Let's consider an example: a simple x86 Hello World program for Linux, that prints a message to
stdout and exits. It needs to pass a couple of data items to the kernel:
- Text string to output,
- Exit code.
Here's the assembly code (to be compiled with FASM):
format ELF executable
segment readable executable
; system call numbers
; file descriptors
mov eax, SYS_WRITE
mov ebx, STDOUT
mov ecx, message
mov edx, messageLength
mov eax, SYS_EXIT
xor ebx, ebx ; exit code 0
db "Hello, world!",0xa
All this program does to fulfill its main goal (message output) is
- Set appropriate CPU registers to the values representing the system call number (for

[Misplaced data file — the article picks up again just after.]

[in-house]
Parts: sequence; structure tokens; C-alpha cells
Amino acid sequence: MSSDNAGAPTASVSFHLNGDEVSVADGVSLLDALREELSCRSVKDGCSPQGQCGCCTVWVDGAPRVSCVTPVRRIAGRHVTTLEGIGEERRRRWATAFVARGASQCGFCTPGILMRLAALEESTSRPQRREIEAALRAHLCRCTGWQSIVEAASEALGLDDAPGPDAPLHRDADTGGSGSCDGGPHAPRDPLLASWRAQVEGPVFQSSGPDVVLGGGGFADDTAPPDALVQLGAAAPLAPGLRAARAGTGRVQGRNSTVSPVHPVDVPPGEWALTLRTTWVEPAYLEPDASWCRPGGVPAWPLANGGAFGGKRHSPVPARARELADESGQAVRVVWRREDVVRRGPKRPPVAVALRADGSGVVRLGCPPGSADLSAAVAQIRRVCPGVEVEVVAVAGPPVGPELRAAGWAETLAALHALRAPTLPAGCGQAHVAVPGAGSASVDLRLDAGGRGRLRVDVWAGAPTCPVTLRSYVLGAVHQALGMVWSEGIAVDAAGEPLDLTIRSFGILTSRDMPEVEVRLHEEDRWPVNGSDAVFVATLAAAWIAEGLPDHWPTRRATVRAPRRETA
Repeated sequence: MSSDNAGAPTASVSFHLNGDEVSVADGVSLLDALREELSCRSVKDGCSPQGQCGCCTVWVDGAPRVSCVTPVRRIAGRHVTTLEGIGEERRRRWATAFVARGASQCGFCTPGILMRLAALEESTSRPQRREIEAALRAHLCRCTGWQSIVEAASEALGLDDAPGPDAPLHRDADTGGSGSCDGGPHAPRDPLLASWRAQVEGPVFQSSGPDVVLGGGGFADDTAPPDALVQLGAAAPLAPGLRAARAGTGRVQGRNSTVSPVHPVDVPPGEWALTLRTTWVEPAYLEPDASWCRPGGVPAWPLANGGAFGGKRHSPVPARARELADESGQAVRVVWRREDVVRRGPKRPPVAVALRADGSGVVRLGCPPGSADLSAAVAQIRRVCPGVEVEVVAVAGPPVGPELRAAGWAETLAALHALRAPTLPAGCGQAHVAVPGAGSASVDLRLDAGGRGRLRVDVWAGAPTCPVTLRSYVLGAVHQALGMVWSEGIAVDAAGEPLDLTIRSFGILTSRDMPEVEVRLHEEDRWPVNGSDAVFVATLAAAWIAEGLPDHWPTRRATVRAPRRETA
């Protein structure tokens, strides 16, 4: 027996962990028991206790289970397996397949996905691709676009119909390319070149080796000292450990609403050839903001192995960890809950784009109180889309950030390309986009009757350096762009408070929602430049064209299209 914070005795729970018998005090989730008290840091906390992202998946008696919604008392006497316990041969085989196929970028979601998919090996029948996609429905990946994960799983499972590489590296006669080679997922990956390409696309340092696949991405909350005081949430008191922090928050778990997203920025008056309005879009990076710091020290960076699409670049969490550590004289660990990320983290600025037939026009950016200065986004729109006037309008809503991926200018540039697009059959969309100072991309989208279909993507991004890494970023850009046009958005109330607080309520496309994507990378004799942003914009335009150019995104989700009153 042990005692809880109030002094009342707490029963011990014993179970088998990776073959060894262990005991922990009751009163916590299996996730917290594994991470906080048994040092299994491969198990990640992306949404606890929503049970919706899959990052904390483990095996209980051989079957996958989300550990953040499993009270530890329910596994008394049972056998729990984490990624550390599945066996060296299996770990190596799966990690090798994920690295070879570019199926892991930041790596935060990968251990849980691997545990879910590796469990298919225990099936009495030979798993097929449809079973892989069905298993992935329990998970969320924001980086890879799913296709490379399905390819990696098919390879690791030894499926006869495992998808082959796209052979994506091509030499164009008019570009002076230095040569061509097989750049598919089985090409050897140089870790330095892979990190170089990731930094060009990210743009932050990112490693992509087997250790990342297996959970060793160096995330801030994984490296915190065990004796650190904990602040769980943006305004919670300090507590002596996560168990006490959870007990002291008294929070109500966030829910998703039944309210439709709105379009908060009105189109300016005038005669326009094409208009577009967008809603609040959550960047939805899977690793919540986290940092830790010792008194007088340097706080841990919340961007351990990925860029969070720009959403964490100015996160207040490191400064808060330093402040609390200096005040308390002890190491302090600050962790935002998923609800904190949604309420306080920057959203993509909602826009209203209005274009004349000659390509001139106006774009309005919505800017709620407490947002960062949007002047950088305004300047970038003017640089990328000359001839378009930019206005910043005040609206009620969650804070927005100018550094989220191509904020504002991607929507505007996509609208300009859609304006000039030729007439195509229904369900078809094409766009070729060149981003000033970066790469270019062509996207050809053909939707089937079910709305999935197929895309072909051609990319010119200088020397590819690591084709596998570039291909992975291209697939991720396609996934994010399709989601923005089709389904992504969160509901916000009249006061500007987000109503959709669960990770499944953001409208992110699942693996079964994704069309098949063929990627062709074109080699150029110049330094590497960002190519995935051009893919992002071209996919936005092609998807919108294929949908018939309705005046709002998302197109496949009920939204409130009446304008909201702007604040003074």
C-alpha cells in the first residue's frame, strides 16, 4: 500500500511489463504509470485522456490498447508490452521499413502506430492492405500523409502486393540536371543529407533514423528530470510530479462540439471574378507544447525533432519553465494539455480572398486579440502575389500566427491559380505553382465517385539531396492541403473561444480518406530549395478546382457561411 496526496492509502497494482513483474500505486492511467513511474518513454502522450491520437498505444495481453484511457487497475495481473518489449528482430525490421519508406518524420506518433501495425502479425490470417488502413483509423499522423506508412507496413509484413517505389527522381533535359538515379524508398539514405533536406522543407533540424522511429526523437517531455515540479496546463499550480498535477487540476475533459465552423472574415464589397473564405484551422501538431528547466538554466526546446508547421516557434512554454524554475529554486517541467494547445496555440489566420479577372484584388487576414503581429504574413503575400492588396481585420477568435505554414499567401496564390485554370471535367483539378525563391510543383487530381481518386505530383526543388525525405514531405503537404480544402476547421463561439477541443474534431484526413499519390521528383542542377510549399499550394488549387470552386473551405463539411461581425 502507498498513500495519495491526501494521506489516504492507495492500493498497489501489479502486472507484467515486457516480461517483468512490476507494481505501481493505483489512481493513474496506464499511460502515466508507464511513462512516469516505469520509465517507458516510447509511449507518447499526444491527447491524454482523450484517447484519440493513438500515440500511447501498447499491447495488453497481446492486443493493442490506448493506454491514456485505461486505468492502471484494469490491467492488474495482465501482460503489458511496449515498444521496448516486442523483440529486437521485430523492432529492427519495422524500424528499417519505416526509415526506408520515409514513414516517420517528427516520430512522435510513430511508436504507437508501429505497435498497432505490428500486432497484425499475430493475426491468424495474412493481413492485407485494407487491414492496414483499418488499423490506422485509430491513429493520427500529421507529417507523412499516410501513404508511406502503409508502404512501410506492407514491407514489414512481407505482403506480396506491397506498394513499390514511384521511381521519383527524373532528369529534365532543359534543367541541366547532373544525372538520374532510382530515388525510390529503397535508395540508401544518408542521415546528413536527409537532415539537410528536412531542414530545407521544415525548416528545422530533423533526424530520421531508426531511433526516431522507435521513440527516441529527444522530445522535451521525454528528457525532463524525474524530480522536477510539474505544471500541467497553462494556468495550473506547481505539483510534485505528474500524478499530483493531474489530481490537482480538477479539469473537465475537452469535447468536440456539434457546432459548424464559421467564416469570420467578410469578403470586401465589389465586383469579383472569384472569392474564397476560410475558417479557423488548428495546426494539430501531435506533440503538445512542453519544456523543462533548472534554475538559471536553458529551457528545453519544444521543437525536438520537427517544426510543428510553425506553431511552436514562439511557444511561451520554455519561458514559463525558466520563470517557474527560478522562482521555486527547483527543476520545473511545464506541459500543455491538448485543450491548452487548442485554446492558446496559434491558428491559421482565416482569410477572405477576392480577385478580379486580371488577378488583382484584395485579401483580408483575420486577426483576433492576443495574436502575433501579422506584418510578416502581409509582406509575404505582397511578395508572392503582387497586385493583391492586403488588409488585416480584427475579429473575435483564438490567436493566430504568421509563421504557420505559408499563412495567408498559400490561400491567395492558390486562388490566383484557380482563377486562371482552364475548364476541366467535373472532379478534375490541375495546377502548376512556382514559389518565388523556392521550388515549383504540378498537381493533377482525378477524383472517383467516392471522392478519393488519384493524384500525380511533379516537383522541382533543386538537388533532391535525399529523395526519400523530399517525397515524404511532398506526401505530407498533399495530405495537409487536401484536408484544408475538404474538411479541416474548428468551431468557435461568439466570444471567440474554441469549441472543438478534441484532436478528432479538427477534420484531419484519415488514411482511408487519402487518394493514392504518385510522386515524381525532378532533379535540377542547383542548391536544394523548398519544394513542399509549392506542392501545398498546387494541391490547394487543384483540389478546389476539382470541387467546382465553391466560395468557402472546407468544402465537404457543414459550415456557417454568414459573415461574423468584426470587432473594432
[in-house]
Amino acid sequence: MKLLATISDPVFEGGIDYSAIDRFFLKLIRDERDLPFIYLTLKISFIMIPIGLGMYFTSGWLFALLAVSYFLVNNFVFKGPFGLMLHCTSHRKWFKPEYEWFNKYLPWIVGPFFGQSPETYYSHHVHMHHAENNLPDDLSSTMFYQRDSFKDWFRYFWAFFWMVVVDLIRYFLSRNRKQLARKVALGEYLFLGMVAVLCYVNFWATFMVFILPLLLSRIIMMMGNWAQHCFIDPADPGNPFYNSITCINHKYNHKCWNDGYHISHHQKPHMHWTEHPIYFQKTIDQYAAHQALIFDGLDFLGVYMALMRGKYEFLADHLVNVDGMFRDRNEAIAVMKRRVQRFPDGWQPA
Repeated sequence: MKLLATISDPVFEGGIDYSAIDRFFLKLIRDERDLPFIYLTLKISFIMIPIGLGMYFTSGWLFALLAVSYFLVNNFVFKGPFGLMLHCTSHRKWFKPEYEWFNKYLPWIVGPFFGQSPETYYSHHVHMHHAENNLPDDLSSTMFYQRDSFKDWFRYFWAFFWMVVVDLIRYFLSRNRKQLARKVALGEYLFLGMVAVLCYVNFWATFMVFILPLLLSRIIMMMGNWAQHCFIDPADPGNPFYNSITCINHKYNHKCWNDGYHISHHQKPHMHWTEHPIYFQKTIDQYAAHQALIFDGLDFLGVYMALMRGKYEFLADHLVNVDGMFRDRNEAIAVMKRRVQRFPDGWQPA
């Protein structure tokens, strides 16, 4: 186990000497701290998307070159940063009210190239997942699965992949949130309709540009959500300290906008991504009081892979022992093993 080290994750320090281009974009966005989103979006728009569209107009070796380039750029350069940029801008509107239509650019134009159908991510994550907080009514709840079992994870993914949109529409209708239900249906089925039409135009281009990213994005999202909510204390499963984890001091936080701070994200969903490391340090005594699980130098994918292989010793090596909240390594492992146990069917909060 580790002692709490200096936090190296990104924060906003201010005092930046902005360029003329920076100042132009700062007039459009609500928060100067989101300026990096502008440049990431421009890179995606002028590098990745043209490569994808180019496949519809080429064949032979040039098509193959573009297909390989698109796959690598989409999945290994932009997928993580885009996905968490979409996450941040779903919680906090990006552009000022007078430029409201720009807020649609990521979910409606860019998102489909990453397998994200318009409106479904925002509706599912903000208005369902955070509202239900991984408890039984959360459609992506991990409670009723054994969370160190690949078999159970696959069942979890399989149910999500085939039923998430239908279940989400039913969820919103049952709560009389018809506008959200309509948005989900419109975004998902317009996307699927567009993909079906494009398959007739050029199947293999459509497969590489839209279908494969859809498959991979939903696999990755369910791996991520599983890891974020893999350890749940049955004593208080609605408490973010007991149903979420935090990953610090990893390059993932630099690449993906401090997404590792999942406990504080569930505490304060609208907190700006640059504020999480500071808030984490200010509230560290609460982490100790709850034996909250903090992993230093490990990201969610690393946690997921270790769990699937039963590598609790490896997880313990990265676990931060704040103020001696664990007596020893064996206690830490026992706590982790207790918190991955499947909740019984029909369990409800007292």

sys_write syscall), file descriptor (
stdout), address of the message and the message length
- Do the system call, in this example by means of software interrupt 0x80
Similar sequence is to exit: set the registers to the system call number and exit code, and do the system call.
Which registers to set to which values is defined by the system call calling convention.
After the kernel starts executing the syscall handler, this handler reads the values of the registers from the application's context and interprets them according to the calling convention. In particular, when it sees that system call is
sys_write, it takes the length and address of the message, and uses them to read from the user space memory. Then these data (along with file descriptor) are passed to the drivers that will do the actual work.